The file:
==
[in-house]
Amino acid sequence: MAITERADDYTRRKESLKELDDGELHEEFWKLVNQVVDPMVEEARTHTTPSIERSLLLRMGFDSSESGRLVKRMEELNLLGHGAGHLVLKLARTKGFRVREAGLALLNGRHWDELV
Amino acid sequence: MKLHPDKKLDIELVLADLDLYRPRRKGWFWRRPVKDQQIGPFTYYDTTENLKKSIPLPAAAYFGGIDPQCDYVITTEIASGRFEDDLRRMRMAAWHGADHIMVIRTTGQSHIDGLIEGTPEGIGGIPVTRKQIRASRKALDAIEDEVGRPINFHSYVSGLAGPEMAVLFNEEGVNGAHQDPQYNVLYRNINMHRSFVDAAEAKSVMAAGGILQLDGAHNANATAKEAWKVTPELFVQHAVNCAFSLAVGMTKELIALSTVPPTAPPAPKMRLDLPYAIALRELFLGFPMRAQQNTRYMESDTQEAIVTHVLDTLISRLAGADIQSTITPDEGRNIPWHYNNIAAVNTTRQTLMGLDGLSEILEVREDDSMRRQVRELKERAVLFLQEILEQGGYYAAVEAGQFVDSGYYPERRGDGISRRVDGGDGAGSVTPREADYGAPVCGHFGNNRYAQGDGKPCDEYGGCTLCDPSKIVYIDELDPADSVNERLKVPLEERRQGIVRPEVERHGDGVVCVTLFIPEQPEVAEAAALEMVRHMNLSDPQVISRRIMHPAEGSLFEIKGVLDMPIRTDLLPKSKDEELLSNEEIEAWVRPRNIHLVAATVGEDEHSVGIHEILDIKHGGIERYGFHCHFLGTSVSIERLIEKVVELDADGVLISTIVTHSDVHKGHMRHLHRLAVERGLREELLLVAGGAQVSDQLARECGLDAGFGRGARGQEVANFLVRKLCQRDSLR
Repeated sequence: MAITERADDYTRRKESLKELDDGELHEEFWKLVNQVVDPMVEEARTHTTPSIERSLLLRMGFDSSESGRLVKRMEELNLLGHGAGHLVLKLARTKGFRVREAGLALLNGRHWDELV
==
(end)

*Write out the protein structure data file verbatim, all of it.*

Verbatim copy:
[in-house]
Amino acid sequence: MAITERADDYTRRKESLKELDDGELHEEFWKLVNQVVDPMVEEARTHTTPSIERSLLLRMGFDSSESGRLVKRMEELNLLGHGAGHLVLKLARTKGFRVREAGLALLNGRHWDELV
Amino acid sequence: MKLHPDKKLDIELVLADLDLYRPRRKGWFWRRPVKDQQIGPFTYYDTTENLKKSIPLPAAAYFGGIDPQCDYVITTEIASGRFEDDLRRMRMAAWHGADHIMVIRTTGQSHIDGLIEGTPEGIGGIPVTRKQIRASRKALDAIEDEVGRPINFHSYVSGLAGPEMAVLFNEEGVNGAHQDPQYNVLYRNINMHRSFVDAAEAKSVMAAGGILQLDGAHNANATAKEAWKVTPELFVQHAVNCAFSLAVGMTKELIALSTVPPTAPPAPKMRLDLPYAIALRELFLGFPMRAQQNTRYMESDTQEAIVTHVLDTLISRLAGADIQSTITPDEGRNIPWHYNNIAAVNTTRQTLMGLDGLSEILEVREDDSMRRQVRELKERAVLFLQEILEQGGYYAAVEAGQFVDSGYYPERRGDGISRRVDGGDGAGSVTPREADYGAPVCGHFGNNRYAQGDGKPCDEYGGCTLCDPSKIVYIDELDPADSVNERLKVPLEERRQGIVRPEVERHGDGVVCVTLFIPEQPEVAEAAALEMVRHMNLSDPQVISRRIMHPAEGSLFEIKGVLDMPIRTDLLPKSKDEELLSNEEIEAWVRPRNIHLVAATVGEDEHSVGIHEILDIKHGGIERYGFHCHFLGTSVSIERLIEKVVELDADGVLISTIVTHSDVHKGHMRHLHRLAVERGLREELLLVAGGAQVSDQLARECGLDAGFGRGARGQEVANFLVRKLCQRDSLR
Repeated sequence: MAITERADDYTRRKESLKELDDGELHEEFWKLVNQVVDPMVEEARTHTTPSIERSLLLRMGFDSSESGRLVKRMEELNLLGHGAGHLVLKLARTKGFRVREAGLALLNGRHWDELV